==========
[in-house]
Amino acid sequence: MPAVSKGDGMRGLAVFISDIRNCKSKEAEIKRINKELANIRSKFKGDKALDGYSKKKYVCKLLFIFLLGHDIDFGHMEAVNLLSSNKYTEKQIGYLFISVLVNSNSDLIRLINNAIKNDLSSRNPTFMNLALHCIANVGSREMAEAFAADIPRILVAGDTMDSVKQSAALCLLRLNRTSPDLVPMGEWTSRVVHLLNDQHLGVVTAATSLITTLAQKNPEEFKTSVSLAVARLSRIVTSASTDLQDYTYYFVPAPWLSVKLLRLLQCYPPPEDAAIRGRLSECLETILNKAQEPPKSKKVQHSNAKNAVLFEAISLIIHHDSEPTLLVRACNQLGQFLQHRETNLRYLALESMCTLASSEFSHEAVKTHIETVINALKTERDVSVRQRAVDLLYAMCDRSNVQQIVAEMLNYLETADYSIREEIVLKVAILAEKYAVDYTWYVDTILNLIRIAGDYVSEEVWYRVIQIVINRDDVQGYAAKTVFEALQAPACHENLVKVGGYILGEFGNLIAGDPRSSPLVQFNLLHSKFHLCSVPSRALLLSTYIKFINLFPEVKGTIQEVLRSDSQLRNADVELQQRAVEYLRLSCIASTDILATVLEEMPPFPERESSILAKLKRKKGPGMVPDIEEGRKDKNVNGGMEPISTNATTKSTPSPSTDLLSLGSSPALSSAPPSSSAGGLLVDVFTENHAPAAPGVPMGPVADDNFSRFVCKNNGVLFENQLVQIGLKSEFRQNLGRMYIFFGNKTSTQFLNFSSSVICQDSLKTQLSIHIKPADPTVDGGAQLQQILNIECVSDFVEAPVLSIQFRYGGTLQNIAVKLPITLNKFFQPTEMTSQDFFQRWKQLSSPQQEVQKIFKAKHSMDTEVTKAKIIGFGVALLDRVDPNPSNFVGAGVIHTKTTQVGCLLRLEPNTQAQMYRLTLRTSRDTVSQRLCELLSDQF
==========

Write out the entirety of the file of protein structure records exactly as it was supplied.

[in-house]
Amino acid sequence: MPAVSKGDGMRGLAVFISDIRNCKSKEAEIKRINKELANIRSKFKGDKALDGYSKKKYVCKLLFIFLLGHDIDFGHMEAVNLLSSNKYTEKQIGYLFISVLVNSNSDLIRLINNAIKNDLSSRNPTFMNLALHCIANVGSREMAEAFAADIPRILVAGDTMDSVKQSAALCLLRLNRTSPDLVPMGEWTSRVVHLLNDQHLGVVTAATSLITTLAQKNPEEFKTSVSLAVARLSRIVTSASTDLQDYTYYFVPAPWLSVKLLRLLQCYPPPEDAAIRGRLSECLETILNKAQEPPKSKKVQHSNAKNAVLFEAISLIIHHDSEPTLLVRACNQLGQFLQHRETNLRYLALESMCTLASSEFSHEAVKTHIETVINALKTERDVSVRQRAVDLLYAMCDRSNVQQIVAEMLNYLETADYSIREEIVLKVAILAEKYAVDYTWYVDTILNLIRIAGDYVSEEVWYRVIQIVINRDDVQGYAAKTVFEALQAPACHENLVKVGGYILGEFGNLIAGDPRSSPLVQFNLLHSKFHLCSVPSRALLLSTYIKFINLFPEVKGTIQEVLRSDSQLRNADVELQQRAVEYLRLSCIASTDILATVLEEMPPFPERESSILAKLKRKKGPGMVPDIEEGRKDKNVNGGMEPISTNATTKSTPSPSTDLLSLGSSPALSSAPPSSSAGGLLVDVFTENHAPAAPGVPMGPVADDNFSRFVCKNNGVLFENQLVQIGLKSEFRQNLGRMYIFFGNKTSTQFLNFSSSVICQDSLKTQLSIHIKPADPTVDGGAQLQQILNIECVSDFVEAPVLSIQFRYGGTLQNIAVKLPITLNKFFQPTEMTSQDFFQRWKQLSSPQQEVQKIFKAKHSMDTEVTKAKIIGFGVALLDRVDPNPSNFVGAGVIHTKTTQVGCLLRLEPNTQAQMYRLTLRTSRDTVSQRLCELLSDQF